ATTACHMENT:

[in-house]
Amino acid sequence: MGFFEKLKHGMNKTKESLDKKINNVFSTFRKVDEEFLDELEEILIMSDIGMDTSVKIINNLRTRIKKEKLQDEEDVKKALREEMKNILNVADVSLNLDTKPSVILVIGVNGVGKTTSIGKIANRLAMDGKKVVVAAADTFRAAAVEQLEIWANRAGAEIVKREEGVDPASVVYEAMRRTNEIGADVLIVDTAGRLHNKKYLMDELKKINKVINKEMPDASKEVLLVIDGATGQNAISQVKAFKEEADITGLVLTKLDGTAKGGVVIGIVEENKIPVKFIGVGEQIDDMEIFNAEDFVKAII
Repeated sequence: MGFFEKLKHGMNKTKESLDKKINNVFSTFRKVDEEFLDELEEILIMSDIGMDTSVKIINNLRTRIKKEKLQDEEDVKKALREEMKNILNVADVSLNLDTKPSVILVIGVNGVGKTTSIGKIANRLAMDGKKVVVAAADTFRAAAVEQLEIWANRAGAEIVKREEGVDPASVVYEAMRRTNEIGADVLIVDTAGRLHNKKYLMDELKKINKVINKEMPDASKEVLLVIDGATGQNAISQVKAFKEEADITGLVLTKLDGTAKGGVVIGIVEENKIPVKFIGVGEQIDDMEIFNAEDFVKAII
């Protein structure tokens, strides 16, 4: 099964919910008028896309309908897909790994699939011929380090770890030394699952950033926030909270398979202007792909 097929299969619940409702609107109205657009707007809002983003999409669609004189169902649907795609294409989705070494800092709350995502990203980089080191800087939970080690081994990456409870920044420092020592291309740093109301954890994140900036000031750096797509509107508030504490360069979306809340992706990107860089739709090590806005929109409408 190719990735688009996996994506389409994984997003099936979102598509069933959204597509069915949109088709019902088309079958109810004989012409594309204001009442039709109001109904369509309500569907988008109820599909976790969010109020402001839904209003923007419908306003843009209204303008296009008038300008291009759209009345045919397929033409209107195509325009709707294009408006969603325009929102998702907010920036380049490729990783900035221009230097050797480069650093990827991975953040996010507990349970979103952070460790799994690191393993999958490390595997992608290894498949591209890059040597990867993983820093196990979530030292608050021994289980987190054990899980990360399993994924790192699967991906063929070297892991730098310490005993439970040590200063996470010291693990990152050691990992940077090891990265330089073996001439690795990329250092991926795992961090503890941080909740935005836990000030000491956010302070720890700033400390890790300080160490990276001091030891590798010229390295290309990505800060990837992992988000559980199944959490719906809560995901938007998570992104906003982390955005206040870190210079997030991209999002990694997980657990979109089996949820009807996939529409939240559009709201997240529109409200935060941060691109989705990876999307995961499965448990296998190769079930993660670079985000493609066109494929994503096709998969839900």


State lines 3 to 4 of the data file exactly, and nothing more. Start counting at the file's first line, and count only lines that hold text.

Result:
Repeated sequence: MGFFEKLKHGMNKTKESLDKKINNVFSTFRKVDEEFLDELEEILIMSDIGMDTSVKIINNLRTRIKKEKLQDEEDVKKALREEMKNILNVADVSLNLDTKPSVILVIGVNGVGKTTSIGKIANRLAMDGKKVVVAAADTFRAAAVEQLEIWANRAGAEIVKREEGVDPASVVYEAMRRTNEIGADVLIVDTAGRLHNKKYLMDELKKINKVINKEMPDASKEVLLVIDGATGQNAISQVKAFKEEADITGLVLTKLDGTAKGGVVIGIVEENKIPVKFIGVGEQIDDMEIFNAEDFVKAII
């Protein structure tokens, strides 16, 4: 099964919910008028896309309908897909790994699939011929380090770890030394699952950033926030909270398979202007792909 097929299969619940409702609107109205657009707007809002983003999409669609004189169902649907795609294409989705070494800092709350995502990203980089080191800087939970080690081994990456409870920044420092020592291309740093109301954890994140900036000031750096797509509107508030504490360069979306809340992706990107860089739709090590806005929109409408 190719990735688009996996994506389409994984997003099936979102598509069933959204597509069915949109088709019902088309079958109810004989012409594309204001009442039709109001109904369509309500569907988008109820599909976790969010109020402001839904209003923007419908306003843009209204303008296009008038300008291009759209009345045919397929033409209107195509325009709707294009408006969603325009929102998702907010920036380049490729990783900035221009230097050797480069650093990827991975953040996010507990349970979103952070460790799994690191393993999958490390595997992608290894498949591209890059040597990867993983820093196990979530030292608050021994289980987190054990899980990360399993994924790192699967991906063929070297892991730098310490005993439970040590200063996470010291693990990152050691990992940077090891990265330089073996001439690795990329250092991926795992961090503890941080909740935005836990000030000491956010302070720890700033400390890790300080160490990276001091030891590798010229390295290309990505800060990837992992988000559980199944959490719906809560995901938007998570992104906003982390955005206040870190210079997030991209999002990694997980657990979109089996949820009807996939529409939240559009709201997240529109409200935060941060691109989705990876999307995961499965448990296998190769079930993660670079985000493609066109494929994503096709998969839900």